All the talk in the build-up to Bayern Munich’s meeting with Paris St-Germain in the Champions League final was understandably about the superstar forwards on opposing sides.
As it turned out though, it wasn’t Robert Lewandowski, Kylian Mbappe or Neymar who was the match-winner, it was ‘The King’ .
Kingsley Coman – a man who has won a league title in all eight seasons as a first-team player – headed the only goal for Bayern to leave him as the only Parisian celebrating in Lisbon.
“This is an extraordinary feeling,” he said. “I feel a lot of joy, but also sadness for Paris. It hurts my heart a bit even though I am 100% Bayern.”
The 24-year-old was a surprise starter against PSG, replacing Ivan Perisic on the left wing in the only change Hansi Flick made to his Champions League starting XI since football restarted.
“They call him the king around the training ground and he was the king today,” former Bayern Munich midfielder Owen Hargreaves said on BT Sport.
Coman only had 38 touches of the ball but he caused PSG right-back Thilo Kehrer plenty of problems with a clever nutmeg the highlight of his first-half exploits. His key moment was to come after the break as he became the fifth Frenchman to score in a Champions League final – and the first to do it against a French team.
He got an average rating of 8.09 from BBC Sport website readers as he scored his eighth goal of an injury-hit campaign.
Flick said: “Perhaps he’s finally stepped out of Franck Ribery and Arjen Robben’s shadow this season. Kingsley has incredible talent and he showed tonight he can also score goals.”
Serge Gnabry, who played on the opposite wing, said: “He helped us extremely. He came in and one-against-one we knew it would be difficult for the opponent.
“For him to score that goal after being out injured for a couple of games and to come back into the team was incredible.”
There was a symmetry to Coman’s career that his greatest moment came against the club he grew up supporting and where he is still the youngest first-team player (16 years, eight months, four days).
He won two French Ligue 1 titles with a combined 39 minutes on the pitch – making two substitute appearances for PSG across the 2012-13 and 2013-14 seasons.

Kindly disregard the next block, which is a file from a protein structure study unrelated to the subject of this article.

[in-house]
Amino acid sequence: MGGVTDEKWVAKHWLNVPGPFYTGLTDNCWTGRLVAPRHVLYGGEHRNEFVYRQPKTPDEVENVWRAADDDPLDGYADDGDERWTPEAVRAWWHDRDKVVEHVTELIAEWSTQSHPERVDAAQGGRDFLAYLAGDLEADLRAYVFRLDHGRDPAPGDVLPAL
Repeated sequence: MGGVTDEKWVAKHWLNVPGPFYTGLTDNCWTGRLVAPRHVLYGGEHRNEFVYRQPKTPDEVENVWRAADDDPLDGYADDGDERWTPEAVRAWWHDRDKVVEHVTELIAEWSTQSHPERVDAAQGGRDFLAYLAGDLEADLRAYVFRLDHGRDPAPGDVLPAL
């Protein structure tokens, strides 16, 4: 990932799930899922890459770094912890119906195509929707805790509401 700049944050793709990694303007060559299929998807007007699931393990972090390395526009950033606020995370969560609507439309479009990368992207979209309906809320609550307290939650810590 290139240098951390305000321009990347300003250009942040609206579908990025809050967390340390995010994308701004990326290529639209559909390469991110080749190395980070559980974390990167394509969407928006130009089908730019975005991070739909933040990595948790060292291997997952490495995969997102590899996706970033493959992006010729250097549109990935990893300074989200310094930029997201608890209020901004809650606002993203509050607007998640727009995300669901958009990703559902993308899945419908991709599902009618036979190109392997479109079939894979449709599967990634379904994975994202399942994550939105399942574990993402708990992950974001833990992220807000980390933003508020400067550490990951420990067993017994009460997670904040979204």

From there he went on to Juve, where he won the 2015-16 Serie A title. He played one league match the next season (not enough to get a medal) before moving to Bayern, where he has won five consecutive Bundesliga titles.
He also has three German ‘Doubles’, one ‘Treble’ and an Italian ‘Double’ in his trophy cabinet. To repeat, he is 24.
“Hansi Flick has found all the right decisions at the key moment and today that decision was Kingsley Coman,” said Hargreaves.
PSG boss Thomas Tuchel even admitted the decision surprised him.
“We had two changes in mind [that Bayern may make] but it was a bit of a surprise [that Coman started],” the German said. “Perisic did very well in the last matches. It was a lot of speed to defend.”
BT Sport pundit Rio Ferdinand said: “Kingsley Coman was a big decision, bringing him in out of the cold like that, and he was magnificent.”
It was the latest moment in a long line of astute decisions made by Flick, who stepped up from Bayern assistant manager to replace the sacked Niko Kovac as caretaker in November.
“What a transformation one man has made to that club,” said former Blackburn Rovers striker Chris Sutton, a BBC Radio 5 Live pundit.
Flick – a former lower-league manager and Germany assistant boss – was barely known outside his homeland when he took over Germany’s most famous club.
They had just lost 5-1 to Eintracht Frankfurt and sat fourth in the table.
Bayern started winning under his guidance, so his caretaker reign was extended. When they kept winning, it got extended again. And when they couldn’t stop winning, he got the job permanently. Still they kept winning.
From his 36 games in charge, Bayern won 33. They have won their past 21 matches – a run which has seen them win the Bundesliga (by 13 points), the German Cup final and now the Champions League.
“It’s massive for Hansi Flick,” said Sutton. “The job he has done – there’s an argument he wouldn’t have been expected to even win the Bundesliga from the position from which he took over and he’s won the Champions League.
“You look at next season, how can Hansi Flick better this? This has been stunning, the way he has come in and transformed the club.”
BBC pundit Chris Waddle, who lost the 1991 European Cup final with Marseille, said: “You have to give Bayern all the credit they’ll get, and they will get a lot.
“They changed the manager and Flick knows the players inside out. It’s like he’s friends with them. That’s modern management.
“They have so many big players who can handle the big occasions. It is a team with big egos but they have a work ethic, a desire.”
Flick’s impact on this team has been so marked that a side outplayed and seemingly ripe for dismantling little over a year ago after defeat by Liverpool now looks set to be one of Europe’s powerhouses for the foreseeable future.
Hargreaves, who was part of Bayern’s 2001 Champions League-winning team, added: “This is one of the greatest Bayern teams ever.
“Flick’s turned this team into an absolute machine. Everyone in Germany is blown away, the football has blown everyone away.
“Last year Liverpool outplayed them and we thought it was the end of an era and now it’s the start of an era. Leroy Sane is still to come into this team.”